Short term planning is very important when being money savvy as short term problems can lead to longer term bad debt as well as a shortage of money in the future, such as during retirement.

According to the Money Advice Service’s survey only 20% of the young adults asked had paid money into a company or private pension plan in the last 12 months. In the long term they will have to contribute more money towards a pension to have a comfortable retirement thus putting more financial restraint on them in the future.

Being money savvy is the way to have the finances to help achieve all your goals. Buy your first house, go on holiday, trip to a concert or go to university - they all take money and earning money often takes time. I believe that the point of financial education is to give you more time to do the things you want to achieve instead of worrying about how you are going to pay your mortgage. If you have a plan most things are achievable.

In the long term saving £500 a month into a limited access notice account with an interest rate of 1.25% for 25 years generates £26,176.09 interest, compared to £15,078.74 leaving your £500 savings in a 0.75% current account for the same length of time. 35% of people mentioned in the Money Advice survey have not put money into a savings account in the last 12 months, showing a lack of financial education and planning.

The difference being money savvy can make upon your life is amazing. Over 25 years you could have 1000’s of pounds more to spend on holidays, family and friends or further education to try and broaden your budget so you can invest in yourself even more.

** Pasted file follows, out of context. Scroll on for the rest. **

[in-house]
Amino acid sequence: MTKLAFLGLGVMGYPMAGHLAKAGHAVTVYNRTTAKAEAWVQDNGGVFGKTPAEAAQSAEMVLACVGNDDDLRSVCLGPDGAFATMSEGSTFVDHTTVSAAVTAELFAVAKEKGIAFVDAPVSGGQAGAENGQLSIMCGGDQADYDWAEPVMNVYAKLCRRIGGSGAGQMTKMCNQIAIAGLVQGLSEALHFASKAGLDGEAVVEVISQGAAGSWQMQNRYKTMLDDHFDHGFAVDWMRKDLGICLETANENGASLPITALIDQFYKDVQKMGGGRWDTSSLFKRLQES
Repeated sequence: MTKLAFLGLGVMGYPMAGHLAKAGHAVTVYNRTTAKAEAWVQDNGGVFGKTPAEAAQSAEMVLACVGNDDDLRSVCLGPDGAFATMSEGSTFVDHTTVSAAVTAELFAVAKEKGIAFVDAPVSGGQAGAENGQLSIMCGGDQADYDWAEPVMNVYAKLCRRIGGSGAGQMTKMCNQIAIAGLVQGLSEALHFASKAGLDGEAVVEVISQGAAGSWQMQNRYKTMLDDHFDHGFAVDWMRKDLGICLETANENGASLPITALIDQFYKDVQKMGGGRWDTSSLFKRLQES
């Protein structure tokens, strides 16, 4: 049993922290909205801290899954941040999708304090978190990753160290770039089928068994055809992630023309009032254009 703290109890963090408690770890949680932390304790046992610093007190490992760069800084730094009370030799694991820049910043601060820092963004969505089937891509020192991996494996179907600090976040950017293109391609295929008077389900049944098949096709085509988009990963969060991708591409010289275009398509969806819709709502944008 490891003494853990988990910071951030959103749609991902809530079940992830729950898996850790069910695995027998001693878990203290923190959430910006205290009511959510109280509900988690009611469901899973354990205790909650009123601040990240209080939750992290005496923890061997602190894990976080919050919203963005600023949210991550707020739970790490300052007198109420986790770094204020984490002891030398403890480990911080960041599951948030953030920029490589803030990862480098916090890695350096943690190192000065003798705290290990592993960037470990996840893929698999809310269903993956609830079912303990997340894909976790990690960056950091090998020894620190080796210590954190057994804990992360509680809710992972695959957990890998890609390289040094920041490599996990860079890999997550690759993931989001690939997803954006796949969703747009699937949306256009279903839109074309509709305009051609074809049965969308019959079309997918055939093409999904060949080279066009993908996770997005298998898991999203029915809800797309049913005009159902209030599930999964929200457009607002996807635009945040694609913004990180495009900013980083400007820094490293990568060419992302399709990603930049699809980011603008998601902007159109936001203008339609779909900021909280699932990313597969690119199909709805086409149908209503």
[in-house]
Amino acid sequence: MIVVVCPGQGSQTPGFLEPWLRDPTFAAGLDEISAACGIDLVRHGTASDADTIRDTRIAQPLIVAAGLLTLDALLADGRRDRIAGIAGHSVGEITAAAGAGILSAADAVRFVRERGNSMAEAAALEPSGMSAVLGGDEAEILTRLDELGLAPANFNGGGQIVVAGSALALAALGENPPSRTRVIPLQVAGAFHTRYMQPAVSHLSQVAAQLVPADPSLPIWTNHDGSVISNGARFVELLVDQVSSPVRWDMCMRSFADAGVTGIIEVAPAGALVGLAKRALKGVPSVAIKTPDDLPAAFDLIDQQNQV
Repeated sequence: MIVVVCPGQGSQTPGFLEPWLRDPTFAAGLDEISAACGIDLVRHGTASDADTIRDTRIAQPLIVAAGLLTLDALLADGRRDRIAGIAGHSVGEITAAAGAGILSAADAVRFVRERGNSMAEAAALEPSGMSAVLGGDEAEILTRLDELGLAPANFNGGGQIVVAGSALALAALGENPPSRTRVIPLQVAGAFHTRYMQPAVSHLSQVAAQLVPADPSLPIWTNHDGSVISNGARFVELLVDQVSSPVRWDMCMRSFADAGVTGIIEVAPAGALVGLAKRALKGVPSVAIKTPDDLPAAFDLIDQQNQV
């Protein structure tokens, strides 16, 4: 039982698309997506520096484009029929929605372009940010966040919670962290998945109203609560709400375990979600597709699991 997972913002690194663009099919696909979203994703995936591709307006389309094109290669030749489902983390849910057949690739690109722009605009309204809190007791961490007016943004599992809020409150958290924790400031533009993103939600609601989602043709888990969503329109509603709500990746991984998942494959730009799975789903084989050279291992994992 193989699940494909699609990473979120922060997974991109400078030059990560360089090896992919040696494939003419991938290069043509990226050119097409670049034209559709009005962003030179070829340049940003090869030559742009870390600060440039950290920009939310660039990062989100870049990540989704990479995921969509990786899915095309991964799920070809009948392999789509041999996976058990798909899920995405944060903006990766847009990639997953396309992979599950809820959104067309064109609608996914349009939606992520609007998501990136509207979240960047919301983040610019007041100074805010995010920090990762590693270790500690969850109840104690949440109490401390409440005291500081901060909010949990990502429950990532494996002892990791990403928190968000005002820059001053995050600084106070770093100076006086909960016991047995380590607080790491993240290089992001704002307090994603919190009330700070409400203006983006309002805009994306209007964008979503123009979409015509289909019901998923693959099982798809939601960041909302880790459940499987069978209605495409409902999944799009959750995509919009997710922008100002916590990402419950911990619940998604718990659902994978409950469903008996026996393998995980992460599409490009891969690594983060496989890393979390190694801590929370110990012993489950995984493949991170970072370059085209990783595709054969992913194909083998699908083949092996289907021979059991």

Financial education is one of the best ways you can help learn about the available ways to invest and grow your money. Eventually you’ll come up with a plan to help you manage your finances well, bringing time and ease life by taking away the stress of financial difficulties as well as showing your options for seeking financial support. And it is for these reasons why being money savvy is something we should care about and is the reason everyone should take some sort of financial education.

- Hamish Orr, 14

About our guest judge, Katie Morley

She was Consumer Affairs Editor at the Daily and Sunday Telegraph. She started writing during her time as a student at University College London (UCL), becoming the Editor of UCL’s student magazine in 2009, before beginning her formal training as a journalist in 2010. Her career has developed from writing on student issues to reporting on news and issues in the finance sector – starting with pensions and investments and then moving into personal finance. She started a Young Money column in the Financial Times in 2014 before moving to the Daily and Sunday Telegraph in 2014. Her roles at The Telegraph have included Senior Personal Finance Reporter.

Find out who won the 17-19 year old category in the Young Financial Journalist of the Year.